Jordanhill Bowling Club

Formation and early years

Like many bowling clubs originating at the end of the nineteenth century, Jordanhill Bowling Club had a very humble beginning. It was founded by men who were courageous, venturesome and prepared to take reasonable risks but also believed fervently in cutting their coat according to their cloth.

The Club was founded in 1899 and this excerpt from the local “Govan Press” of 11th May 1900 makes reference to the Club and its members "The improved green of Jordanhill Bowling Club - the youngest in the Partick District, will be opened on Saturday. It is expected that there will be a large, brilliant gathering from villadom. Members are invited to bring their Lady friends". Outstanding among the founders was Mr Peter McKissock, the first President of the club and a builder in the district. He feued the adjoining land, built terraced houses in Randolph Road, and conceived the idea of constructing a bowling green for the benefit of feuars and others.

He was fortunate in associating with a number of able, practical visionaries who formed themselves into the Jordanhill Bowling Club Limited. This Company was incorporated under the Companies Act and the shareholders provided the funds for the construction of the green and the building of a small bowl-house on an elevated part of the ground. This original layout can be seen in the photograph below taken in 1902.

Purchase of the ground

In 1903 Jordanhill Bowling Club Limited, purchased for £500 from James Wilson Gordon Oswald, heritable proprietor of Scotstoun Estates, the plot or area of 3,740 square yards on which the bowling green and bowl-house were constructed. It was a courageous act on the part of the Company and those early founders, whose enthusiasm, self-sacrifice and enterprise deserve praise and admiration today.

The Club and the Company

In the early days most, but not all, members of the Club were shareholders of the Company. Their holdings varied in amount. All members paid little more than £1 per annum for green maintenance and running the affairs of the Club.

It was not unusual in those days to have this dual arrangement of shareholders and non-shareholders, as some members were reluctant or unable to provide the funds necessary for construction and development.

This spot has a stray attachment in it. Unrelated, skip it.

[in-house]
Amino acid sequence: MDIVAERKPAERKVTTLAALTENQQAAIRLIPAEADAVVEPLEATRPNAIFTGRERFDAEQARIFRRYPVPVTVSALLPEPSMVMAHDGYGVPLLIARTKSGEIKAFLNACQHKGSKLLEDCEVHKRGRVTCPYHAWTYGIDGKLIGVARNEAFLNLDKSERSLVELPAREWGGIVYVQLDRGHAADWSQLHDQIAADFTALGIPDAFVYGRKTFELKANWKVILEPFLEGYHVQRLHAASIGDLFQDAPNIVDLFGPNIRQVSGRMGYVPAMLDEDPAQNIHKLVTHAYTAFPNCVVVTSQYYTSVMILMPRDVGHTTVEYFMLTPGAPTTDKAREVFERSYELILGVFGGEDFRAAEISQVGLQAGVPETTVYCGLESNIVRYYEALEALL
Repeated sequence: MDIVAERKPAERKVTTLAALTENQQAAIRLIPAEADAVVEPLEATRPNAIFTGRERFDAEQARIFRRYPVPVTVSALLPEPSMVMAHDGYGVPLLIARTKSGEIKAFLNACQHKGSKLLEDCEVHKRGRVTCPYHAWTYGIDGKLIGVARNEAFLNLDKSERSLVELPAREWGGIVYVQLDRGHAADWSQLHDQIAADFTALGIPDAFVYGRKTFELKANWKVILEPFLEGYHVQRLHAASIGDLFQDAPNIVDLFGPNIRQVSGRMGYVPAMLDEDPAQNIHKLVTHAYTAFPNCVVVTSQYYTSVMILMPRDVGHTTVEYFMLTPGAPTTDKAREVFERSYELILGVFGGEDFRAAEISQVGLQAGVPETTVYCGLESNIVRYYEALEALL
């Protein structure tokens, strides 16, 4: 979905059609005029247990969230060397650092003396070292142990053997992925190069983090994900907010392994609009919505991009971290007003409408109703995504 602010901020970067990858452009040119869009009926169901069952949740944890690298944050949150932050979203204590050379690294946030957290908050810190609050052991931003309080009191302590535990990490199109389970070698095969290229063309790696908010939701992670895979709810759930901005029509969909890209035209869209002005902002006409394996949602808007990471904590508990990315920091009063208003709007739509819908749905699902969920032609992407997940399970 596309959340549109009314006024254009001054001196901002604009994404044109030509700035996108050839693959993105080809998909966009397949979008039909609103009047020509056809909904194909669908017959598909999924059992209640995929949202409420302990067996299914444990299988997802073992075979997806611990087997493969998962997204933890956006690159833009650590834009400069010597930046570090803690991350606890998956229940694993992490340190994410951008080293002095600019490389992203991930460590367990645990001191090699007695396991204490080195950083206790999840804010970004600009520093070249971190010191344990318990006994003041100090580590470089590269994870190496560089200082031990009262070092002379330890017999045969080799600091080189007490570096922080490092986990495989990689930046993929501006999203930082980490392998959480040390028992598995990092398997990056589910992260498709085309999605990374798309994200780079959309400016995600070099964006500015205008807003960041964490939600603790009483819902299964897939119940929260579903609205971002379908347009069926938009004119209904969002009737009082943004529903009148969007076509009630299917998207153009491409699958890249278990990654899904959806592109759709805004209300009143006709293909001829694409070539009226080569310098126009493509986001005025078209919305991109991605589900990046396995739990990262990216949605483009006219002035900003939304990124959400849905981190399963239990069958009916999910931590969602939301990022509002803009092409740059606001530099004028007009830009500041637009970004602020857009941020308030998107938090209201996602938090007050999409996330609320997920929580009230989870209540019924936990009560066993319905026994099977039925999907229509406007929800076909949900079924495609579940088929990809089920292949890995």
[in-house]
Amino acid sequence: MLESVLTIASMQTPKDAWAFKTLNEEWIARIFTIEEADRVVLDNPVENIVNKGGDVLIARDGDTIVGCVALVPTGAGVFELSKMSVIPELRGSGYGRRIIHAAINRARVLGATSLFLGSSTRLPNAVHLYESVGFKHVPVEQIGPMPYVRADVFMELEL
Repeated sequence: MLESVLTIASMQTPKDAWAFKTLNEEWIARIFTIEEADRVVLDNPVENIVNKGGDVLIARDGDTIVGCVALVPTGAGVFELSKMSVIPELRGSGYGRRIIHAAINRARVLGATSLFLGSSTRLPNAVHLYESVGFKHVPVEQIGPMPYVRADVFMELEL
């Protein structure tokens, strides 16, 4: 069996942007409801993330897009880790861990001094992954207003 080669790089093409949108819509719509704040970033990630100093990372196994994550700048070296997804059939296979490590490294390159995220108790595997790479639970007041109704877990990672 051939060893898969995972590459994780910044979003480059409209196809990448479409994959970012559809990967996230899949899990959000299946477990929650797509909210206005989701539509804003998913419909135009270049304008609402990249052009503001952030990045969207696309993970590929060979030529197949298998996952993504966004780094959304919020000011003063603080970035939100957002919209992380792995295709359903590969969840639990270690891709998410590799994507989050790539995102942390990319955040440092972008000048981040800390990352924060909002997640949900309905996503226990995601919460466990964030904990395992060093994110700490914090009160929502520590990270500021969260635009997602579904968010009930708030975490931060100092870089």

The Club rented the ground and premises from the Company at £40 per annum and by 1906, the membership had increased to 90. The annual subscription at this time was 25/- with the cost of running the club being £173.

The dual control of Club and Company had its shortcomings and this became evident when further capital expenditure was required.

The Company disolved

A new clubhouse was becoming an urgent necessity, as the old bowl-house was quite inadequate for the members. Moreover, the condition and position of the green, cut out from rising ground caused misgivings for its future extension. No definite decision was made when, at a Special General Meeting of the Club held on 1st October 1906, it was recommended by a subcommittee of Directors that a new clubhouse should be built and that the green should be made 40 yards square.

This recommendation, however, was the beginning of protracted negotiations between the Club and the Company, but little progress was made during the next two years. In the autumn of 1908, a Special Committee of the Club reported that suitable ground was available on very favourable terms, at Woodend, if the Club cared to acquire it and relocate. This brought the matter to a head, and at a final joint meeting of the two bodies, it was agreed that the Company be liquidated, that the holdings of the shareholders be converted into debentures or, if desired, cash payments and that the property and assets be transferred to the Club.

On 13th November 1908, at a General Meeting of the Club this resolution was agreed to, but a strong minority opposed it.

About 30 members of the Club resigned at the end of the financial year and many of these members formed the Woodend Bowling and Lawn Tennis Club on the ground offered to the Special Committee.

The Clubhouse

As sole owners of the property, the members now threw themselves into raising funds for the erection of a clubhouse worthy of the Club and for the redemption of the debentures.

This new clubhouse at green level, costing £560, was opened in May 1909. It was largely paid for from a bazaar held in March 1910 when £347 was raised. This relocated facility can be seen in the photographs below taken in 1949 and c1958.

It was not, however, until March 1928 that the debenture holders were ultimately paid out. At an Extraordinary General Meeting of the members, it was agreed that the Club borrow from the British Linen Bank the sum of £300 for the purpose of reducing the existing first mortgage debentures issued by the Club, and that the heritable property of the Club be conveyed to the said Bank in security of their loan. This loan was eventually repaid.

In the years before the clubhouse was licensed, more than just a few members longed for the opportunity to share a refreshment with partners and opponents after a contest on the Green. It was not possible to do this locally since Jordanhill was a "dry area".